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A comparison of blood thinners used to avoid formation of blood clots for patients with atrial fibrillation (AF) found strong support for the use of one blood thinner over another commonly prescribed medication.

Atrial fibrillation occurs when the upper chambers of the heart beat out of rhythm with the lower chambers of the heart.  While AF may cause no symptoms, it can also cause shortness of breath, heart palpitations, and weakness.  The out-of-sync rhythm can cause blood to pool in the upper chamber of the heart and form a blood clot.  In time, the clot may break down or break off and travel from the heart to other parts of the body including the legs, kidney, colon, or the brain—where the clot may cause a stroke.

According to the Centers for Disease Control and Prevention (CDC), AF or AFib is the most common form of treated heart arrhythmia and leads to approximately 450,000 hospitalizations each year and contributes to 158,000 deaths annually.  Risk factors for AFib include high blood pressure, age, obesity, diabetes, and cardiovascular disease, among others.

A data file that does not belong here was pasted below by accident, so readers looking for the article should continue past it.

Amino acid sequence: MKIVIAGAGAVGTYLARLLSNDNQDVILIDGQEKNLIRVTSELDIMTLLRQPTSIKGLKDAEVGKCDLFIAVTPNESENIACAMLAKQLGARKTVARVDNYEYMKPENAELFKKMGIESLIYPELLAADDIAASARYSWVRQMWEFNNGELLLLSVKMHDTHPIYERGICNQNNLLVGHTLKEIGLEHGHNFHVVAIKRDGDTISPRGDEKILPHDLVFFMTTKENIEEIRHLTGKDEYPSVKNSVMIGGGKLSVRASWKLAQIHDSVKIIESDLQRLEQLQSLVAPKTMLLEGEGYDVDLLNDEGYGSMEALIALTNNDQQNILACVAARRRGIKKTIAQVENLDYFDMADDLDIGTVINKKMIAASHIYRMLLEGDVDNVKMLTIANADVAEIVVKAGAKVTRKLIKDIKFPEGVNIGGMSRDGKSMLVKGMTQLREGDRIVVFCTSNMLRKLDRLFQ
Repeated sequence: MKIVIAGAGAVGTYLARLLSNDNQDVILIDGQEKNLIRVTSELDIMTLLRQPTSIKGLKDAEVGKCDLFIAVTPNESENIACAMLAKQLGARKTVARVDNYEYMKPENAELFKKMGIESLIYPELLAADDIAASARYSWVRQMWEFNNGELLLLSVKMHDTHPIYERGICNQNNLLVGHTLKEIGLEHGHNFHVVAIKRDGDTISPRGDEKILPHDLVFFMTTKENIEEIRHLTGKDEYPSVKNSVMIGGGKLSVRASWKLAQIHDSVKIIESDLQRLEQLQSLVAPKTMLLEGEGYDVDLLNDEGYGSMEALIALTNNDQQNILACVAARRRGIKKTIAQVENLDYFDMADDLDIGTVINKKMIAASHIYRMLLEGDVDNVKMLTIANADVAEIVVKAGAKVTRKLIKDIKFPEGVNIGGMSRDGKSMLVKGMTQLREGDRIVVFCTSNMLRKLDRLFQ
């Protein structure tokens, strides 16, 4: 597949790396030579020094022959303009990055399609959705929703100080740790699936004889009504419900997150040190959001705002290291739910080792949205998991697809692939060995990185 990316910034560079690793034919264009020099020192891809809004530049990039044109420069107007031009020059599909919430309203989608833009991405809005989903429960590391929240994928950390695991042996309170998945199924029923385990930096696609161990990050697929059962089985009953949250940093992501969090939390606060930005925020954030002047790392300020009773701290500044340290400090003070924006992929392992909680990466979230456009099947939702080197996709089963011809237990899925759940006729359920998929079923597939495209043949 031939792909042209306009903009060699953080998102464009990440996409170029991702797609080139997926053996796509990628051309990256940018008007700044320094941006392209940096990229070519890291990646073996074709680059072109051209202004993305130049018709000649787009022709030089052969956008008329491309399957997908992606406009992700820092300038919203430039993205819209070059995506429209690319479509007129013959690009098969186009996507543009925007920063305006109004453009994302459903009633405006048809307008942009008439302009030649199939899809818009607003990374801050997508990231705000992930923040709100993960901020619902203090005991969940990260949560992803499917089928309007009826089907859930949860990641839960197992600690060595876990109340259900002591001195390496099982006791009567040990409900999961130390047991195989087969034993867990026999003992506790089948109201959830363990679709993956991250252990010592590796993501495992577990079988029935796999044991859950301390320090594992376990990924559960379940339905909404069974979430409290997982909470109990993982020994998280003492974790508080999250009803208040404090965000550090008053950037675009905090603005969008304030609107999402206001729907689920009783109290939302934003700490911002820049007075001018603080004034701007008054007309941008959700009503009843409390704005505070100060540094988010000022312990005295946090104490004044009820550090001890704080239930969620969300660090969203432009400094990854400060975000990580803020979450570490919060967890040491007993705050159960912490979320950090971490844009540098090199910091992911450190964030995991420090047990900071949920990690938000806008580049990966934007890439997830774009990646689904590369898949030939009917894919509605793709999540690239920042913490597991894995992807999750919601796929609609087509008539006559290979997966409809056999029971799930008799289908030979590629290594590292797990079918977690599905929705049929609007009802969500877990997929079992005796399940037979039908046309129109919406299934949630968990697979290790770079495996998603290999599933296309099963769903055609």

Medications are commonly used to manage irregular heart rhythms and thin blood to prevent blood clots.  A recent study published in the Annals of Internal Medicine looked at the effectiveness of two drugs commonly used to reduce stroke and embolism risk in patients with AFib or valvular heart disease (VHD).  The focus of the study were the two most commonly prescribed drugs for AFib and VHD, apixaban and rivaroxaban.

Researchers at the University of Pennsylvania Medical school analyzed patient data in a large commercial health insurance database between January 1, 2013 and December 31, 2020.   Some of the study findings include:

  • Patients taking apixaban had a 43 percent lower risk of a clotting event than patients taking rivaroxaban.
  • Similarly, apixaban patients had a 49 percent lower risk of intracranial or gastrointestinal bleed.
  • In reviewing the health records, the differences quickly became apparent. Patients prescribed rivaroxaban had more strokes and other impacts within six months and the 12 months following.

Senior author Dr. Sean Hennessey said, “Until evidence from randomized controlled trials becomes available, we believe clinicians should consider our findings when selecting anticoagulants in patients with AF and VHD.”

Medication choices are largely out of the hands of patients with serious conditions.  Patients necessarily trust their provider to make the best choice.  While it doesn’t hurt to ask your provider if they are up-to-date on recent research—it could hurt if you do not.

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